Ofsted admits it was wrong to use Equality Act to accuse Jewish school of discrimination

The education watchdog Ofsted has admitted it was wrong to downgrade an Outstanding school to Inadequate over its single-sex education policy.

In its report, the inspectorate accused The King David High School in Manchester of breaching the Equality Act by ‘unlawfully segregating pupils on the grounds of faith and belief and sex’.

Ofsted backed down after the school threatened legal action and will have to pay the school’s estimated £80,000 legal costs.


King David’s operates a mainstream school, but also offers more focussed modern Orthodox Jewish teaching in separate streams – Yavneh Girls and Yavneh Boys.

Parents can choose for their children to attend either the mainstream school or to have more specialised single-sex Jewish education.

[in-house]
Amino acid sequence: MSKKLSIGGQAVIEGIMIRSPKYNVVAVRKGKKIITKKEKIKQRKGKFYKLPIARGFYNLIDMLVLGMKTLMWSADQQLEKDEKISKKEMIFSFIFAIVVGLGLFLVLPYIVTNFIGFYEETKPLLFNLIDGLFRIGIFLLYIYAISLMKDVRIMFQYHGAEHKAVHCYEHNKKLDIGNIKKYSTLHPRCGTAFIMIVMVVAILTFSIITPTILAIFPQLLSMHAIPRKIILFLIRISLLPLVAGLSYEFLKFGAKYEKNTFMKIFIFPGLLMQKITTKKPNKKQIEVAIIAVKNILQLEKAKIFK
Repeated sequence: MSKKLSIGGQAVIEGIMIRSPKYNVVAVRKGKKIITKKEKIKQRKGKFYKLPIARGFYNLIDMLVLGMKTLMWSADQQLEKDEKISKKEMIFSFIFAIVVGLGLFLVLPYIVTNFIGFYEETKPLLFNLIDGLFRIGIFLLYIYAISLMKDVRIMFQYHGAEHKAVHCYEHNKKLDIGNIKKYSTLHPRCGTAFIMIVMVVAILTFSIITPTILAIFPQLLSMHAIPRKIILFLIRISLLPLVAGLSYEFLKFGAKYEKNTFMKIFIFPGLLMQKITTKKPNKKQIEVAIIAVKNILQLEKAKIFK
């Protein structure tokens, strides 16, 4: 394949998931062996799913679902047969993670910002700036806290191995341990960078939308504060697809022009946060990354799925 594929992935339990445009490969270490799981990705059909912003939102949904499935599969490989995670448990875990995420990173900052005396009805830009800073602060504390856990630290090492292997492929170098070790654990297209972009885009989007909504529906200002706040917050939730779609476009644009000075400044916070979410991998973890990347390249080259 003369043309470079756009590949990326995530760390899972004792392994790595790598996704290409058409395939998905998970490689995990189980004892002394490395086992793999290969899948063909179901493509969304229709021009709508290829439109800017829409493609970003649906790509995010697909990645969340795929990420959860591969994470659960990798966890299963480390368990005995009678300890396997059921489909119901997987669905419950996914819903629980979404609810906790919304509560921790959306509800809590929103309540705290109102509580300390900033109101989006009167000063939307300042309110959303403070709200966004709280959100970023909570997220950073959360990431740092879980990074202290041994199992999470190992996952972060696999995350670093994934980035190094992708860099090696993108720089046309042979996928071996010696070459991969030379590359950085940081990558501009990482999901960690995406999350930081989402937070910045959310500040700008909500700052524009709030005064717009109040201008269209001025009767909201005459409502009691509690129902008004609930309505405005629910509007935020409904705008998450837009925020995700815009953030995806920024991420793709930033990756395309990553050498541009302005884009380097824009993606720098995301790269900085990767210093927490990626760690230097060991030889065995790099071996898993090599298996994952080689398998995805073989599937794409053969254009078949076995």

Ofsted recognised the school was strong in pupil attainment, effective teaching, behaviour and curriculum, but accused it of direct discrimination and gave the school an Inadequate rating.

Wrong conclusion

Prior to the report’s release in June, the school’s Chair of Governors Joshua Rowe told the watchdog it was wrong to claim the school was acting unlawfully. When the inspectorate did not back down, he launched a judicial review.

Within three weeks of issuing proceedings, Ofsted took the “very unusual step” of backing down and admitted it was wrong.

The original rating of Outstanding will be reinstated.

A spokesman for the inspectorate said: “We have agreed with the school that, given the school’s particular arrangements, it was not open to us to conclude that there was unlawful direct discrimination on grounds of either sex or religion and belief, when comparing a pupil in either of the single-sex streams with a pupil in the main stream.”

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